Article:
BYD is expanding its Lancaster, CA, facility in anticipation of increased demand for its electric trucks. The plant, a repurposed coach and bus factory, has been expanded by 40,000 square feet with another 200,000 square feet planned by year’s end.
Already a major force in electric bus manufacturing, BYD says the new trucks will feature similar technology used in the buses:
no heavy metals or toxic electrolytes used;
high-efficiency, permanent magnet synchronous motors; and
regenerative braking extends battery life and reduces brake component wear.
A pilot program between BYD and UPS will see the development of electrified versions of the delivery company’s iconic package trucks.
Simple-Fill has developed a CNG fueling technology that it claims will reduce the cost of installing fueling infrastructure. According to Work Truck magazine, the technology “would replace a traditional reciprocating piston compressor, known as a recip, that’s used as part of CNG fueling infrastructure. Rather than a recip, Simple-Fill uses a unit that is filled with glycol-based fluid that takes the moisture out of the gas during compression. It replaces the dehydration unit used in a recip. Simple-Fill’s liquid compresses, cools, and dehydrates the natural gas, while eliminating methane leakage.”
Safelite AutoGlass has been using the technology at its Worthington, OH, facility. Simple-Fill’s technology costs about half the price of a recip.
Alkane Truck Company, a South Carolina-based alternative fuel vehicle assembler, announced plans for more than a dozen new facilities in the U.S., Canada, and Mexico over the next three years. The company makes class 7 and 8 trucks, and boasts a model that lowers the costs of manufacturing.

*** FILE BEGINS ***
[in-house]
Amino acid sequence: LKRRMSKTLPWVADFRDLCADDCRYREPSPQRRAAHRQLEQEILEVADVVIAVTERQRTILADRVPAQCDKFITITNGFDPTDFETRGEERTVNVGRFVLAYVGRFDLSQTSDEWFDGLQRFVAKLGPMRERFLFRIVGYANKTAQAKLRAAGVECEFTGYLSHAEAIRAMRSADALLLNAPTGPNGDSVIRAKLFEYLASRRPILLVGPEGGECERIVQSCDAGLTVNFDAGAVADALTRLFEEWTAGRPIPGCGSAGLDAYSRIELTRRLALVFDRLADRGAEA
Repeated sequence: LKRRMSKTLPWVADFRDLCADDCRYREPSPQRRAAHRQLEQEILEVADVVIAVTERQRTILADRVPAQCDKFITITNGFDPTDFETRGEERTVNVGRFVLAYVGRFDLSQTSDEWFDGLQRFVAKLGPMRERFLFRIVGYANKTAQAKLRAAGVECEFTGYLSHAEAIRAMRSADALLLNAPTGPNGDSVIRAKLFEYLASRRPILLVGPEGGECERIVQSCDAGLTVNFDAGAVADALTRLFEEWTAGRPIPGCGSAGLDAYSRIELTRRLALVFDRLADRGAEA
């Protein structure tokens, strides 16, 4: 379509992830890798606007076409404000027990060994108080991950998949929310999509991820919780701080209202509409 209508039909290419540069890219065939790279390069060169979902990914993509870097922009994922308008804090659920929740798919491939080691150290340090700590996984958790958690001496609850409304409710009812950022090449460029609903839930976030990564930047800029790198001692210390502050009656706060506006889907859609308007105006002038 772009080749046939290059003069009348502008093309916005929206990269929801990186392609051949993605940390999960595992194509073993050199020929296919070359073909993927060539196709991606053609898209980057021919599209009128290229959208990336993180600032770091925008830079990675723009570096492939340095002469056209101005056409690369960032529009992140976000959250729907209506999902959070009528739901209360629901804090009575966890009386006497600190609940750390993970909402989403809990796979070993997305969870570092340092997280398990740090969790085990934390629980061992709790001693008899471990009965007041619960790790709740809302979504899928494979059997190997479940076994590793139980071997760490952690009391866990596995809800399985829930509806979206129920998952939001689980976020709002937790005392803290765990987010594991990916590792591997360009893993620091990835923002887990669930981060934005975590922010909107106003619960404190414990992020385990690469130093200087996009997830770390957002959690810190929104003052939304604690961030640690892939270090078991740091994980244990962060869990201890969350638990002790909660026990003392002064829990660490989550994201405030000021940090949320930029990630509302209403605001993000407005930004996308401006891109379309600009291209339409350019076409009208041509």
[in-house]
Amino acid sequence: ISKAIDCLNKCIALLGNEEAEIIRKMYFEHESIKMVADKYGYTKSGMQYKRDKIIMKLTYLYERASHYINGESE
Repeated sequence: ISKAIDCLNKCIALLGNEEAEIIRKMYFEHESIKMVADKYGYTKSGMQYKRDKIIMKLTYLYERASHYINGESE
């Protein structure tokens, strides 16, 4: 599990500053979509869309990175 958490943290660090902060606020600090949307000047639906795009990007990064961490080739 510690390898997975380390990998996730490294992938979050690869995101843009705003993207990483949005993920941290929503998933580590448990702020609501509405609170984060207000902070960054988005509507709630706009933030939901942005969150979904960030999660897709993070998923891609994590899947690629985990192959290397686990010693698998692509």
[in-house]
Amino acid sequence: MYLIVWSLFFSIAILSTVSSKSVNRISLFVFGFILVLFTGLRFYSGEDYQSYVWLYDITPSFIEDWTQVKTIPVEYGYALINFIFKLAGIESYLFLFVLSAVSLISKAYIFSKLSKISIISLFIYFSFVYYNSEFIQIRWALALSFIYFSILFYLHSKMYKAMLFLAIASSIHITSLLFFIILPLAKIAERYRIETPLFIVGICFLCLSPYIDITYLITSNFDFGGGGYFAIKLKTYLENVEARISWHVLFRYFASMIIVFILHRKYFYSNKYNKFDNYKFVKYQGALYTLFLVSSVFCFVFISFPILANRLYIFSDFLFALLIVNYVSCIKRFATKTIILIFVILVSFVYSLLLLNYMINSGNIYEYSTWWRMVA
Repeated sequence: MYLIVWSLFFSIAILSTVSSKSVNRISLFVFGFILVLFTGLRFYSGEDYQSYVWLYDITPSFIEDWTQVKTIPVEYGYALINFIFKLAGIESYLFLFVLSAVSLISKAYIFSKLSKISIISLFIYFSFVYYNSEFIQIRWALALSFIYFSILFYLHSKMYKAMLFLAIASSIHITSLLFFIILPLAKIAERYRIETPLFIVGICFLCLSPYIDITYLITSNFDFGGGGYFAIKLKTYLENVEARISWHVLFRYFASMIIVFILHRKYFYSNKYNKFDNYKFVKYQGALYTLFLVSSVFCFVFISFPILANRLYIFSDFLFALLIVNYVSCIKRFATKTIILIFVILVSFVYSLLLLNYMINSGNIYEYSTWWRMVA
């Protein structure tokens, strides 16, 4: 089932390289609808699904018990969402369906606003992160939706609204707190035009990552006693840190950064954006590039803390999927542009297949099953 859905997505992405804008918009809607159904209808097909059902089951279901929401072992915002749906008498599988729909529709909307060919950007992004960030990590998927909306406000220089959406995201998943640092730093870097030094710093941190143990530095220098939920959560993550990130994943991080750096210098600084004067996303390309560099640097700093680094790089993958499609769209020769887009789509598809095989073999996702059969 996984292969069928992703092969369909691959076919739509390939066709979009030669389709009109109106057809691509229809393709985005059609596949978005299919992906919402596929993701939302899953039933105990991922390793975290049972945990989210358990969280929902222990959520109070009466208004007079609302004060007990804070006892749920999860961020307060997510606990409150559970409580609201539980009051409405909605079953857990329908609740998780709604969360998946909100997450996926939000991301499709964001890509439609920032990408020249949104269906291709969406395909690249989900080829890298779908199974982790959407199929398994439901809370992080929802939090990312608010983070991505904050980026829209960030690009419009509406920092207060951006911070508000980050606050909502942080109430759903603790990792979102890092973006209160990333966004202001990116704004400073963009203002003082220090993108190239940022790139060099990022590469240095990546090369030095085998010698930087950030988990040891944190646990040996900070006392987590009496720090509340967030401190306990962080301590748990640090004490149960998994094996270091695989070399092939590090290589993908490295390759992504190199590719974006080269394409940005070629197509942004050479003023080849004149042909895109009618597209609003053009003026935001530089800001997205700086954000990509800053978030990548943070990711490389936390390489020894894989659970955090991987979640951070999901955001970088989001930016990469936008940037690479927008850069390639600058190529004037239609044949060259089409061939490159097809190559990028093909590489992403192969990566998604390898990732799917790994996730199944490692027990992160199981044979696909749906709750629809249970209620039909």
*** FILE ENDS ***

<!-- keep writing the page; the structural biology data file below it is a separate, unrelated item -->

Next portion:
Alkane is working with local economic development officials to identify specific sites for the facilities. Similar to franchise agreements, the company plans to work with local owners to get the facilities up and running.
California is getting seven new hydrogen fueling stations as the result of a partnership between Shell and Toyota. The stations are part of the state’s zero emission vehicles and greenhouse gas reduction program, with 100 more stations expected to open by 2024.
These seven stations join eight being developed by First Element Fuel. Funded in part by the California Energy Commission’s budget of up to $31.7 million for such facilities, the companies are contributing more than $11 million and see hydrogen as an expanding fuel option.
Clean Cities Success Stories Video
Motorweek.org and the Clean Cities Program have a series of “success story” videos that we have been featuring during 2017.
For March, we have two success stories to share. The first describes how St. Landry Parish, LA, turns methane from solid waste into fuel for garbage trucks. The 300 tons of trash generated each day are turned into compressed natural gas at an onsite facility.
Portland, ME, has been powering many of the city’s buses with natural gas for more than a decade. Currently, 40% of the fleet is powered by CNG, displacing more than 150,000 gallons of diesel each year. As older buses reach the end of their lives, they are replaced with the cleaner CNG models.
Learn more by watching: